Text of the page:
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La Conquista de Alejandro Magno

3.93  ·  Rating Details ·  3,554 Ratings  ·  189 Reviews
Ano 338-323 a.C. Varado en la India ante el enemigo, Alejandro y sus tropas no consiguen prosperar en su avance de la conquista asiatica. Este decide entonces contar sus recuerdos a uno de sus hombres y dejar asi registro escrito para la posteridad. Comienza entonces el relato de su infancia en Macedonia, cuando ya acompanaba a su padre a ver el entrenamiento de sus ejerci ...more
Paperback, Bestseller, 432 pages
Published 2006 by Debolsillo (first published 2004)
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Bogdan You could try the Alexander Trilogy by Valerio Massimo Manfredi. It's good. Or if you would prefer a more academic view on Alexander, I recommend…moreYou could try the Alexander Trilogy by Valerio Massimo Manfredi. It's good. Or if you would prefer a more academic view on Alexander, I recommend Arthur Weigall's Alexander The Great. And it's a no brainer that you could also try reading the main sources for Alexander: Plutarch, Arrian, Curtius etc.(less)
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Community Reviews

(showing 1-30 of 3,000)
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Steven Pressfield does it again with this haunting tale of Alexander the Great. I believe this book was released the same year as the Alexander movie starring Collin Farrell, and fans of the movie would probably enjoy this book as well. Both painted a vivid picture of Alexander's life through a brilliant narrative. Some of the battle sequences were written as if Pressfield was sitting astride his own mount on the periphery of the battlefield. Spectacular technical description was combined flawle ...more
Myke Cole
Feb 26, 2016 Myke Cole rated it really liked it  ·  review of another edition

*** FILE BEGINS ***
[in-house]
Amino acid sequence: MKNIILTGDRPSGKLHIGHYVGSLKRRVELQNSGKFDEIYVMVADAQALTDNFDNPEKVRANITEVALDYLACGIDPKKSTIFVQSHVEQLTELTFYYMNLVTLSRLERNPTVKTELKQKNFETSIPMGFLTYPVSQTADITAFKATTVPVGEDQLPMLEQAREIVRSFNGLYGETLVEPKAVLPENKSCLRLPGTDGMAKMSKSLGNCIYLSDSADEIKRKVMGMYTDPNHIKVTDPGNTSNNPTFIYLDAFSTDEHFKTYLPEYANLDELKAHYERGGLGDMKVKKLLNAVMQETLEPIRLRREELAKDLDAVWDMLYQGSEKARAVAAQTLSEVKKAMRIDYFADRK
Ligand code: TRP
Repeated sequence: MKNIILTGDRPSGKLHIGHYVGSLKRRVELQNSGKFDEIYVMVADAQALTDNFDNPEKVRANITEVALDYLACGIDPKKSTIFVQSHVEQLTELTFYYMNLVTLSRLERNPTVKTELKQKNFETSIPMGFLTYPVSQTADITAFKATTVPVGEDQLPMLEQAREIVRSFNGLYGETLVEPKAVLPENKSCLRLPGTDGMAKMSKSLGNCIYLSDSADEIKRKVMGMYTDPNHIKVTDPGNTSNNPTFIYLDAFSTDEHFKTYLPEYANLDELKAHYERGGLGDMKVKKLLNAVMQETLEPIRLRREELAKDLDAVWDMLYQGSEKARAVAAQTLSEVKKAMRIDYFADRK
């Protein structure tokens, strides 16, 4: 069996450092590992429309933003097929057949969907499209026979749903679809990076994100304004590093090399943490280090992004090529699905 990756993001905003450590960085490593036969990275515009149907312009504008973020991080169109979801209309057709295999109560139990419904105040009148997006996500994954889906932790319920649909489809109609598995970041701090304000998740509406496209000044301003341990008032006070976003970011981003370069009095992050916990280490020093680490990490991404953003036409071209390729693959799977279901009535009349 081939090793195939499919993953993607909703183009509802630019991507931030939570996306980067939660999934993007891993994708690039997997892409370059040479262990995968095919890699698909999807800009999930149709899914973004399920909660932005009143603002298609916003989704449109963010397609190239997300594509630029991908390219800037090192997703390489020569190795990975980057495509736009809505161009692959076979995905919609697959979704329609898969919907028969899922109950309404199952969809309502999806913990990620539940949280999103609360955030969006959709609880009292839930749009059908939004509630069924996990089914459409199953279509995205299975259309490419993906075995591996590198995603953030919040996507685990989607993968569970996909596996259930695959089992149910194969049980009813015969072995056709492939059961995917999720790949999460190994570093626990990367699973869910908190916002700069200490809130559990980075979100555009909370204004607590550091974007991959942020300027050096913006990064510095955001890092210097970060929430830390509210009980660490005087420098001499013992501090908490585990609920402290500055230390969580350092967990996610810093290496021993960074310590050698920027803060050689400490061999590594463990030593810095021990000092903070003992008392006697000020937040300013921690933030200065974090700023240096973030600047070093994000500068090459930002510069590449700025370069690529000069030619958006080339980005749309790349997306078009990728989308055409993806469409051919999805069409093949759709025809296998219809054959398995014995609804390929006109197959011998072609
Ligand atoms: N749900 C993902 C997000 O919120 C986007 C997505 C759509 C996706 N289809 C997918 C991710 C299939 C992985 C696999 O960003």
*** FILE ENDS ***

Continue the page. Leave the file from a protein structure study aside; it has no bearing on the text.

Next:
Virtues of War is what its title suggests, a treatise on the personality characteristics and decision making process of great warriors. It is, in the guise of narrative fiction, an instruction manual for leaders of troops, and is incredibly effective at what it does. I only wish I had read it before assuming my first command.

Pressfield is a singular writer, and this is on offer in his ability to make Alexander, a historical figure so remote as to be deified, a sympathetic character who resonate

I actually liked this one more than I thought I would. I started reading it coming off the back of having read Mary Renault’s excellent Alexander trilogy not long before, which, for me, is the definitive Alexander fiction, and I went into this book feeling dubious as to whether it could compare. It couldn’t, but it wasn’t all that bad. I certainly enjoyed it more than I did Steven Pressfield’s Last of the Amazons, which was confusing, anachronistic, and had huge plotholes.

The voice of Alexander
Feb 25, 2009 maricar rated it really liked it  ·  review of another edition
An imagination of dazzling and epic scope.

With “Steven Pressfield” on the cover, it took less than a heartbeat for me to grab this book—after Gates of Fire, I was more than eager to be caught up again in the author’s enthralling prose of storytelling.

Even with the author’s Note on the Reader expressly stating this as a work of fiction, I soon found myself actually believing that it really was Alexander speaking his own thoughts—as he tasted the first of his numerous victories, received the adora
Jan 05, 2014 Jane rated it it was ok  ·  review of another edition
The novel was interesting, but not Pressfield's best. I thought he reached his apogee with Gates of Fire or possibly Afghan Campaign.

This story begins with Alexander's men wishing to turn back from India and go home; they feel they've fought and died far enough from home for long enough. Alexander's in his tent with Itanes, his young brother-in-law, and wants "someone to talk to ... who can listen without judgment and keep his mouth is my role to instruct you [in the art of war]." He
May 29, 2008 Scott rated it liked it  ·  review of another edition
Written in first person, this novel tells the story of Alexander's conquests through his own words. This book was a major turn-off in the beginning because it was nothing more than a statistical summary of all the components of his army during one campaign versus another. He would list in detail the types of weapons his men carried, how much these weapons weighed, how they were utilized and why they were so effective in certain situations. Also a lot of detail on battlefield strategy, which inte ...more